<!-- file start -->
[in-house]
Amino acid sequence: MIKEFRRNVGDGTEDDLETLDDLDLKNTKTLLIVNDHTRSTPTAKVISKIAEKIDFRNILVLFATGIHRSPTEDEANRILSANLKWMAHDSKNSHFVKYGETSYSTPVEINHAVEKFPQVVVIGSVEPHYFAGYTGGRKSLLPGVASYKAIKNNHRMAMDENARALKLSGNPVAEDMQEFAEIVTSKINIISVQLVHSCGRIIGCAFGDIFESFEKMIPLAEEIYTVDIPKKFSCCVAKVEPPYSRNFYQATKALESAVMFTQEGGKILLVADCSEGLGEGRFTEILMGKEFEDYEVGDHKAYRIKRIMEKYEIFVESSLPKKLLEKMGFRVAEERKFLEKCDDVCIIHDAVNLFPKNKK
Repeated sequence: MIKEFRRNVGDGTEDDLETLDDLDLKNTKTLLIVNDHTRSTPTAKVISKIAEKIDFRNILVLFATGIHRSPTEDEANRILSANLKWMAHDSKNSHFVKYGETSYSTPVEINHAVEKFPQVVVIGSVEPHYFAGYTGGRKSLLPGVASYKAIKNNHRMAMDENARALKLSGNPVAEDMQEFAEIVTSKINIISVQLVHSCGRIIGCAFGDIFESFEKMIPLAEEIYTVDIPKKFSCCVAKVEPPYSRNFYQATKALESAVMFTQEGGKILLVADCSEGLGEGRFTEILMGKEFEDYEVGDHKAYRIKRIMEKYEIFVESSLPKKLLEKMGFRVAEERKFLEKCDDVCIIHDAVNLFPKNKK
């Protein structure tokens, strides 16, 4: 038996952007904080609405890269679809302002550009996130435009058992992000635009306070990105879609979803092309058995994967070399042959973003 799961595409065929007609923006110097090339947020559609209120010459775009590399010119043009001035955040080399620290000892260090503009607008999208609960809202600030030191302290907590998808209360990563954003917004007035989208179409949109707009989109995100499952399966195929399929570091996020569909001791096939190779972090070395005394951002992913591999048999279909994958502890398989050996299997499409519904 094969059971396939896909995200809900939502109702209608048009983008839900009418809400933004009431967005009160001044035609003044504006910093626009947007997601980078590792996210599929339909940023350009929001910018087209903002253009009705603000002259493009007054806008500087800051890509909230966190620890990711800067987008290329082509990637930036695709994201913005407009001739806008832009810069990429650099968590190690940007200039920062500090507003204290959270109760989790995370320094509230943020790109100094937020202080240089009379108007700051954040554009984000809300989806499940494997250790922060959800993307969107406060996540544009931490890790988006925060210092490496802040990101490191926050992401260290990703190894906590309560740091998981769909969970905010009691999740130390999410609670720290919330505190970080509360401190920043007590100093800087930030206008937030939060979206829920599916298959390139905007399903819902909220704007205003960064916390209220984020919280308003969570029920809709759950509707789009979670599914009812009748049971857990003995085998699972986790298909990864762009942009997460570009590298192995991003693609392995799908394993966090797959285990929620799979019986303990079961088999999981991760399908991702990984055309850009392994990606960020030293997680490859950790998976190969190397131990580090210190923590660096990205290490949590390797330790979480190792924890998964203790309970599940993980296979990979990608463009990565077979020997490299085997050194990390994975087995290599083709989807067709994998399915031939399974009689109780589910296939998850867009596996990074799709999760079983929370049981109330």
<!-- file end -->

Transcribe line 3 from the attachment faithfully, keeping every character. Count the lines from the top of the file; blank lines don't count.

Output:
Repeated sequence: MIKEFRRNVGDGTEDDLETLDDLDLKNTKTLLIVNDHTRSTPTAKVISKIAEKIDFRNILVLFATGIHRSPTEDEANRILSANLKWMAHDSKNSHFVKYGETSYSTPVEINHAVEKFPQVVVIGSVEPHYFAGYTGGRKSLLPGVASYKAIKNNHRMAMDENARALKLSGNPVAEDMQEFAEIVTSKINIISVQLVHSCGRIIGCAFGDIFESFEKMIPLAEEIYTVDIPKKFSCCVAKVEPPYSRNFYQATKALESAVMFTQEGGKILLVADCSEGLGEGRFTEILMGKEFEDYEVGDHKAYRIKRIMEKYEIFVESSLPKKLLEKMGFRVAEERKFLEKCDDVCIIHDAVNLFPKNKK